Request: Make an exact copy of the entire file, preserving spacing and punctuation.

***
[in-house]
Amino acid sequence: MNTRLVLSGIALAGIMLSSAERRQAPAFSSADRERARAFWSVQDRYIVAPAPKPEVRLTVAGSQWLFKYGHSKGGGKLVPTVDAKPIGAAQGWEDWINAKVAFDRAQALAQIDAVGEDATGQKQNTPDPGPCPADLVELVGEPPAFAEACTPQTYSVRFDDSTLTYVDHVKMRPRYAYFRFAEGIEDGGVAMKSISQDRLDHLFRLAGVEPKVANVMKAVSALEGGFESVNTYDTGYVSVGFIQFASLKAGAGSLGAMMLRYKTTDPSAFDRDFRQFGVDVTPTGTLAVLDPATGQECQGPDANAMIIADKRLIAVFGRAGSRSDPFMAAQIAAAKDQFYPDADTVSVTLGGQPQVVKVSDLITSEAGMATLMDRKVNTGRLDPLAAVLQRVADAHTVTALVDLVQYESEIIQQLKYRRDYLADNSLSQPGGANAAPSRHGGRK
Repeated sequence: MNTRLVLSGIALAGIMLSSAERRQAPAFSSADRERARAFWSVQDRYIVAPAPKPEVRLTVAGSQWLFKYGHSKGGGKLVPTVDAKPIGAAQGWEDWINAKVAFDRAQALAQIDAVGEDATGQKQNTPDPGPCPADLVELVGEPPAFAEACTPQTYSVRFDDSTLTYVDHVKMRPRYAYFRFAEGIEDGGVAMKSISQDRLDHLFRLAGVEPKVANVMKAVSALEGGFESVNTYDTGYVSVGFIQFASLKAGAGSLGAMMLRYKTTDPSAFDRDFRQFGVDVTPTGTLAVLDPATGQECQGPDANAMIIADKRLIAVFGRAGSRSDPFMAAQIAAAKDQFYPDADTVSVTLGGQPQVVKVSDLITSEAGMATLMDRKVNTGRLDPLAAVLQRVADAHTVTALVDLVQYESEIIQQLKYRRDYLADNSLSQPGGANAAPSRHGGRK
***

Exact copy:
[in-house]
Amino acid sequence: MNTRLVLSGIALAGIMLSSAERRQAPAFSSADRERARAFWSVQDRYIVAPAPKPEVRLTVAGSQWLFKYGHSKGGGKLVPTVDAKPIGAAQGWEDWINAKVAFDRAQALAQIDAVGEDATGQKQNTPDPGPCPADLVELVGEPPAFAEACTPQTYSVRFDDSTLTYVDHVKMRPRYAYFRFAEGIEDGGVAMKSISQDRLDHLFRLAGVEPKVANVMKAVSALEGGFESVNTYDTGYVSVGFIQFASLKAGAGSLGAMMLRYKTTDPSAFDRDFRQFGVDVTPTGTLAVLDPATGQECQGPDANAMIIADKRLIAVFGRAGSRSDPFMAAQIAAAKDQFYPDADTVSVTLGGQPQVVKVSDLITSEAGMATLMDRKVNTGRLDPLAAVLQRVADAHTVTALVDLVQYESEIIQQLKYRRDYLADNSLSQPGGANAAPSRHGGRK
Repeated sequence: MNTRLVLSGIALAGIMLSSAERRQAPAFSSADRERARAFWSVQDRYIVAPAPKPEVRLTVAGSQWLFKYGHSKGGGKLVPTVDAKPIGAAQGWEDWINAKVAFDRAQALAQIDAVGEDATGQKQNTPDPGPCPADLVELVGEPPAFAEACTPQTYSVRFDDSTLTYVDHVKMRPRYAYFRFAEGIEDGGVAMKSISQDRLDHLFRLAGVEPKVANVMKAVSALEGGFESVNTYDTGYVSVGFIQFASLKAGAGSLGAMMLRYKTTDPSAFDRDFRQFGVDVTPTGTLAVLDPATGQECQGPDANAMIIADKRLIAVFGRAGSRSDPFMAAQIAAAKDQFYPDADTVSVTLGGQPQVVKVSDLITSEAGMATLMDRKVNTGRLDPLAAVLQRVADAHTVTALVDLVQYESEIIQQLKYRRDYLADNSLSQPGGANAAPSRHGGRK